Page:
- The Washington Times - Thursday, January 14, 2016

BALTIMORE — House Speaker Paul D. Ryan and Senate Majority Leader Mitch McConnell looked beyond the GOP’s bitter presidential race Thursday and said they plan to offer a constructive agenda for voters who’ll have the final say in November’s general election.

Mr. Ryan, Wisconsin Republican, is using a Republican retreat in Baltimore to focus his troops on an “inspiring” and “optimistic” agenda for the American people. It’s supposed to provide a contrast to President Obama, who he cast as a divider.

“What does 2017 look like if the election goes the way we hope it goes?” he said of their mission. “And that’s why we think it’s important for us to offer a positive, solutions-oriented approach — an agenda to the American people so that they can choose in 2016 what kind of country they want to have,” he told reporters alongside Mr. McConnell, Kentucky Republican, during a break between work sessions at a downtown hotel.

The leaders have been dogged by questions about the GOP’s loyalty to Donald Trump — the flamboyant businessman who’s roiled the field with his rhetoric on illegal immigration and Muslims — and to Sen. Ted Cruz, Texas Republican who’s sparred with GOP leadership and is leading in Iowa.

“That’s going to solve itself at some point here in the process,” Mr. McConnell said, refusing to get dragged into the race.

Leaders have pledged loyalty to whoever becomes the GOP nominee, though they swatted away questions about a brokered convention this summer, should a solid front-runner fail to emerge from the crowded field.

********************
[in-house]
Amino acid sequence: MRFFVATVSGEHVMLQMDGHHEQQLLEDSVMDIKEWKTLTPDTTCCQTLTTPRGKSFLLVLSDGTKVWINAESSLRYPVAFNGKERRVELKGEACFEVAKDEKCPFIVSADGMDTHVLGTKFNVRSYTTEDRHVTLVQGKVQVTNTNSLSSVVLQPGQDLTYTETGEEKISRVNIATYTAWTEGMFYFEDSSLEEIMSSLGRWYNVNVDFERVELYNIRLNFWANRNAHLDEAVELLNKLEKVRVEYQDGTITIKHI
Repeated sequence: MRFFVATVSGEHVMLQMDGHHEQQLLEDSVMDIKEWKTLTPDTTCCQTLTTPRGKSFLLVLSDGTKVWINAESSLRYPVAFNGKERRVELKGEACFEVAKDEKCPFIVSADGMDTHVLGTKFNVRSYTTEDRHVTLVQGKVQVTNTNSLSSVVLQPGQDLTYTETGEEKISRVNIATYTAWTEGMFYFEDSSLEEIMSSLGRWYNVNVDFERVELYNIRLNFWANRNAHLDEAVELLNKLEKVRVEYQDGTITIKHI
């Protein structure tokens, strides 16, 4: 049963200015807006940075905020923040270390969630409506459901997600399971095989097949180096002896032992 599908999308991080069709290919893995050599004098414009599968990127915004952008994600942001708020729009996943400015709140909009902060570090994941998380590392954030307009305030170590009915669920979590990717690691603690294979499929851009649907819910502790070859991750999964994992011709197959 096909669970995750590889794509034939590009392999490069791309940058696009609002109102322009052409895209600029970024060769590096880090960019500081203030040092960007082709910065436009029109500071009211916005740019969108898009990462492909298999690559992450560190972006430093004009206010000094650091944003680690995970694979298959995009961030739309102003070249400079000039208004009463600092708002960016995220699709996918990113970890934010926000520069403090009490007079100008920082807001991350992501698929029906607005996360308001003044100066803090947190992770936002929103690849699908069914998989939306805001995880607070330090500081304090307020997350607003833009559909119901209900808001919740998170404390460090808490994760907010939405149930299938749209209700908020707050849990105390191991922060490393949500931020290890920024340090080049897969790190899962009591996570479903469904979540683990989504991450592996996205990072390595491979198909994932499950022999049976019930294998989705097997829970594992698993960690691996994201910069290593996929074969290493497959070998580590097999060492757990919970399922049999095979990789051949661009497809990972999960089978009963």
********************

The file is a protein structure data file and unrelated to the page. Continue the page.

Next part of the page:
“How do I know?” Mr. Ryan said. “No one knows the answer to that question.”

In the meantime, GOP leaders are forging ahead with their legislative agenda, starting with passage of 12 spending bills that were derailed last year amid GOP infighting and opposition from Senate Democrats.

“We weren’t sent here to do nothing,” Mr. McConnell said.

Senate Minority Leader Harry Reid has pledged to cooperate in the appropriations process, but he’s already roiling the waters in a campaign year.

On Thursday, he said he will offer Mr. Trump’s plans as amendments to Senate bills this year, forcing Republicans to either embrace or reject the controversial candidate.

Mr. McConnell said he doesn’t want to turn the Senate into a “studio” for issues from the 2016 campaign.

“But it’s worth noting — what’s good for the goose is good for the gander,” Mr. McConnell said.

He said Democrats could face the same type of votes on proposals by their front-runners for president, former Secretary State Hillary Clinton and Sen. Bernie Sanders, Vermont independent.

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